a á b c d ď e f g ĝ h i í j k l m n o p q r ř s š t ť u ú v w x y z ž ay aw (33 letters and 2 digraphs)
^Spooner, Brian (2011). "10. Balochi: Towards a Biography of the Language". In Schiffman, Harold F. (ed.). Language Policy and Language Conflict in Afghanistan and Its Neighbors. Brill. p. 319.
ISBN978-9004201453. It [Balochi] is spoken by three to five million people in Pakistan, Iran, Afghanistan, Oman and the Persian Gulf states, Turkmenistan, East Africa, and diaspora communities in other parts of the world.
^Spooner, Brian (2011). "10. Balochi: Towards a Biography of the Language". In Schiffman, Harold F. (ed.). Language Policy and Language Conflict in Afghanistan and Its Neighbors. Brill. p. 320.
^"Balochi". National Virtual Translation Center. Archived from
the original on 18 November 2007. Retrieved 20 June 2015.
^Korn, Agnes (2006).
"Counting Sheep and Camels in Balochi". Indoiranskoe jazykoznanie i tipologija jazykovyx situacij. Sbornik statej k 75-letiju professora A. L. Grjunberga (1930–1995). Nauka. pp. 201–212. Retrieved 16 January 2020.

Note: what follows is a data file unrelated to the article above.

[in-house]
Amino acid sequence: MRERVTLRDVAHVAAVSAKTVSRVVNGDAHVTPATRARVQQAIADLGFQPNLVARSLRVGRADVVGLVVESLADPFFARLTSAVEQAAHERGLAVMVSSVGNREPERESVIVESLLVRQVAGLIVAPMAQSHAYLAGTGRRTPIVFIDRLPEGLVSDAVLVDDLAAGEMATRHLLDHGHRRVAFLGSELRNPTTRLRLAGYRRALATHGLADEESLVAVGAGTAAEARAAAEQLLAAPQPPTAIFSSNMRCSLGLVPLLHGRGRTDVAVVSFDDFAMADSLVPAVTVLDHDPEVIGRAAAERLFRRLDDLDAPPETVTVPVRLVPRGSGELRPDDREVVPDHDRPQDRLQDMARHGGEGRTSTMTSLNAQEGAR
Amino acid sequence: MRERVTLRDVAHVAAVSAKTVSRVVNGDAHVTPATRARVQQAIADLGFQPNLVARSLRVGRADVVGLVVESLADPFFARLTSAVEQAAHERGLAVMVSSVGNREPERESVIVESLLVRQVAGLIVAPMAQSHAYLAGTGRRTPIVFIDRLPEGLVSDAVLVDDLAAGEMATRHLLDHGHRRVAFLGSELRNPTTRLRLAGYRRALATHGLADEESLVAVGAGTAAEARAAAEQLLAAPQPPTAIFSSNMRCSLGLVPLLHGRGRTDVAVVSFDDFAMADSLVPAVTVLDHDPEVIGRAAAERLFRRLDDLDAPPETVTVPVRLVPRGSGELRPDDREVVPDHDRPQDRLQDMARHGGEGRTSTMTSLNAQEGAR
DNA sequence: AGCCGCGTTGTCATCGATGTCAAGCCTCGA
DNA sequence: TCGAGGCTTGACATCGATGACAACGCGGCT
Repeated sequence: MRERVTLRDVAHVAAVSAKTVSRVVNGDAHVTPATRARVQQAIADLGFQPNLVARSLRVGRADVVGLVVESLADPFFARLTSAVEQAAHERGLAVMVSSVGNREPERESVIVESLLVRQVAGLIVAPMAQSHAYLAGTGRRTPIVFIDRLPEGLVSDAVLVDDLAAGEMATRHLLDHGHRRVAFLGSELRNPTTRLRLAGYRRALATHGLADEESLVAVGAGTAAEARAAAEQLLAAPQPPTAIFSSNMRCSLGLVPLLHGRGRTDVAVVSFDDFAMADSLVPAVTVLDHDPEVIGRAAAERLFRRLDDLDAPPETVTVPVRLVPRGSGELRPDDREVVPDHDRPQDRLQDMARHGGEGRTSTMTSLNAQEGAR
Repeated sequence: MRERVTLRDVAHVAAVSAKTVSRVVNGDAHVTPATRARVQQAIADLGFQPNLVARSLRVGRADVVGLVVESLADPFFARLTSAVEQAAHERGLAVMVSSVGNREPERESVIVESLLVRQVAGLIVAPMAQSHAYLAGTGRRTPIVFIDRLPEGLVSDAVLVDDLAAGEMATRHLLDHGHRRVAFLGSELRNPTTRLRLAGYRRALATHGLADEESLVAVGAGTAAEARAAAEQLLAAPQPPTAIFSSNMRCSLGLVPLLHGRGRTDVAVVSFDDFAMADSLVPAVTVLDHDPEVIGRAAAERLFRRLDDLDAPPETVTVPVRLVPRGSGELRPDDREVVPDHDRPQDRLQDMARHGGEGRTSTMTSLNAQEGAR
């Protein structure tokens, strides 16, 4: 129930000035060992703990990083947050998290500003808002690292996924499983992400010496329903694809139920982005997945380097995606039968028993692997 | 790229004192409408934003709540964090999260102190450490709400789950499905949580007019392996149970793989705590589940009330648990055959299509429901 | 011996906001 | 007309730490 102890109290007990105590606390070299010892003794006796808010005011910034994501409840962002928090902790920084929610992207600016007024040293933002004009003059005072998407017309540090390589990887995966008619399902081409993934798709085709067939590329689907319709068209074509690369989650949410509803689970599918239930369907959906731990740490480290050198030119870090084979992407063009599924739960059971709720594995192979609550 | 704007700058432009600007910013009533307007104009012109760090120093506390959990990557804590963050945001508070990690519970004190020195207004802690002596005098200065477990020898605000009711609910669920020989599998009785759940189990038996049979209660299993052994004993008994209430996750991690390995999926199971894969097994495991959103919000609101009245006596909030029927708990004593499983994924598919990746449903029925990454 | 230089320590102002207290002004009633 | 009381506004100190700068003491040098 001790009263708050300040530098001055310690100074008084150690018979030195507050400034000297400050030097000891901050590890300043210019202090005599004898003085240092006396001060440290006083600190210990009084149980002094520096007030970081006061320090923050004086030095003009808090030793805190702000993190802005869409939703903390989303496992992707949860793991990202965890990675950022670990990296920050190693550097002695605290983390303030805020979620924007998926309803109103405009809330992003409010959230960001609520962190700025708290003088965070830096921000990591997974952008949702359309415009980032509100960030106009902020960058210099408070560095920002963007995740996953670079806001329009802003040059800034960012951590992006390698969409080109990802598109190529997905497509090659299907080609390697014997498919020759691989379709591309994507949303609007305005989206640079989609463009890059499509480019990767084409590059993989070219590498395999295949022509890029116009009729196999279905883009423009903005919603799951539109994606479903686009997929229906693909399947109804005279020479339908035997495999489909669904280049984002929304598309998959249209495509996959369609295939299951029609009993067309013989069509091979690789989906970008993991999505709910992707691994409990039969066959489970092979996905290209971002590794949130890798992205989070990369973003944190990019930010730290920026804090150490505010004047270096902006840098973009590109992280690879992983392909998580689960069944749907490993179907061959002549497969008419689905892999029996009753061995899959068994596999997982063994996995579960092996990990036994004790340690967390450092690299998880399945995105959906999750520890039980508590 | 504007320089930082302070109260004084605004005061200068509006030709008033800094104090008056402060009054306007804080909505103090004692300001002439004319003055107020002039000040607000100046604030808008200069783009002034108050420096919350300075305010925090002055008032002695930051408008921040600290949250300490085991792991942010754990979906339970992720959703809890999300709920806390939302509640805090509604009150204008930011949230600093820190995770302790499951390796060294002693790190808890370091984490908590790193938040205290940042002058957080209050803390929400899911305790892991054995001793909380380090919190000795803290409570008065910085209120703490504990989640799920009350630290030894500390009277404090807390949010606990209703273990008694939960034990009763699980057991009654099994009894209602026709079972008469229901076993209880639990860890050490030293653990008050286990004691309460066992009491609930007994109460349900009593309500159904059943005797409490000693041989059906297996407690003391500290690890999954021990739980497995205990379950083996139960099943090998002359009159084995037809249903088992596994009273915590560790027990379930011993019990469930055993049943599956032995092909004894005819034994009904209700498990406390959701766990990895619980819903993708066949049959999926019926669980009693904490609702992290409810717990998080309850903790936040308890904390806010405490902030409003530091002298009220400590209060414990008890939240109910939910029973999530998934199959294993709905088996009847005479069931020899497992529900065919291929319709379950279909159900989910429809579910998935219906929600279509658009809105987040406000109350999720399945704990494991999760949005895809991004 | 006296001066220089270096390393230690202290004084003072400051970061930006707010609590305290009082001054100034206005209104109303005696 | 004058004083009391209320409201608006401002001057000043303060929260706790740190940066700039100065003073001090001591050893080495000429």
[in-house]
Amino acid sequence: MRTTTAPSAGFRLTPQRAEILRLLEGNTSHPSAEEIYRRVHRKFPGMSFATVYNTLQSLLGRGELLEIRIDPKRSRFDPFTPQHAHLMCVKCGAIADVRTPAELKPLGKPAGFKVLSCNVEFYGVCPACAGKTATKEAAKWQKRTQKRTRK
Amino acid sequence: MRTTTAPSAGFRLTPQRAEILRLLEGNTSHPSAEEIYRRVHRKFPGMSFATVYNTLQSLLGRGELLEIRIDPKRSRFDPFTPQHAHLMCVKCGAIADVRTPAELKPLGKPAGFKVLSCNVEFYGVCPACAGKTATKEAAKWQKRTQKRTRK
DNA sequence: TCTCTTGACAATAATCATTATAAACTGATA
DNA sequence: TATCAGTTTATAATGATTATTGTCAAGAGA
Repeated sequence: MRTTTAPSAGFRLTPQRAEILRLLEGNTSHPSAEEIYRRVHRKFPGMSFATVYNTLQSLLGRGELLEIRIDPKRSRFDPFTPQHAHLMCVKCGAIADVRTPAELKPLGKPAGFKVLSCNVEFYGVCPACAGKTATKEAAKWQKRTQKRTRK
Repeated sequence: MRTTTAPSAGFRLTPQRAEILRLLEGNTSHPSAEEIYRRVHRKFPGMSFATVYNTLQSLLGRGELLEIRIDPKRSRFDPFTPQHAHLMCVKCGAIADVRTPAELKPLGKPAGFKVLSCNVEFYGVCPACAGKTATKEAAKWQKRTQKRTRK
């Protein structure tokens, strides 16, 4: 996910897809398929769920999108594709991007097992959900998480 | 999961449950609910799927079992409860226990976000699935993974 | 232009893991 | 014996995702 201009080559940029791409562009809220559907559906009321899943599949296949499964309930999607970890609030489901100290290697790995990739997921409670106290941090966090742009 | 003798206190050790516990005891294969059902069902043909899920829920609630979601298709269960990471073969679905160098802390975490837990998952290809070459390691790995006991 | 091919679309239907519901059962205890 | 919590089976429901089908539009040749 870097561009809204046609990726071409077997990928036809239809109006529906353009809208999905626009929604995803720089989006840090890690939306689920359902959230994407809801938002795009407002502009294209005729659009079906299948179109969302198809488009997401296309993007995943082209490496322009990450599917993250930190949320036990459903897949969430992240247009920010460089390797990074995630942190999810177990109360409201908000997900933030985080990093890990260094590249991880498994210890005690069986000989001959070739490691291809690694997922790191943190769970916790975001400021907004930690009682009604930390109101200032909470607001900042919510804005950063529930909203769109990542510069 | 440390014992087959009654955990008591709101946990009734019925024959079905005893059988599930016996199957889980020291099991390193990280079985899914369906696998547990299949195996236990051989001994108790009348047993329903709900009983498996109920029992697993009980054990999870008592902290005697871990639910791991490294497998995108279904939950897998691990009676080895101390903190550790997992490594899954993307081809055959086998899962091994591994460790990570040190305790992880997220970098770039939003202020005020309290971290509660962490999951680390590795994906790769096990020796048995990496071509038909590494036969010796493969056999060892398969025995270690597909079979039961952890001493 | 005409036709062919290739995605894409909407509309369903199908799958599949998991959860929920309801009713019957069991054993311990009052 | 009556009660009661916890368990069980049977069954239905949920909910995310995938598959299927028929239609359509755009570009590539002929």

Farrell, Tim (1990). Basic Balochi: an introductory course. Naples: Università degli Studi di Napoli "L'Orientale".
Jahani, Carina; Korn, Agnes (2009). "Balochi". In Windfuhr, Gernot (ed.). The Iranian languages. Routledge Language Family Series (1st ed.). London: Routledge. pp. 634–692.
Serge, Axenov (2006). The Balochi language of Turkmenistan: a corpus based grammatical description. Stockholm: Uppsala Universitet.
Jahani, Carina; Korn, Agnes, eds. (2003). The Baloch and Their Neighbours: Ethnic and Linguistic Contact in Balochistan in Historical and Modern Times. In cooperation with Gunilla Gren-Eklund. Wiesbaden: Reichert.
Jahani, Carina, ed. (2000). Language in society: eight sociolinguistic essays on Balochi. Acta Universitatis Upsaliensis. Uppsala University.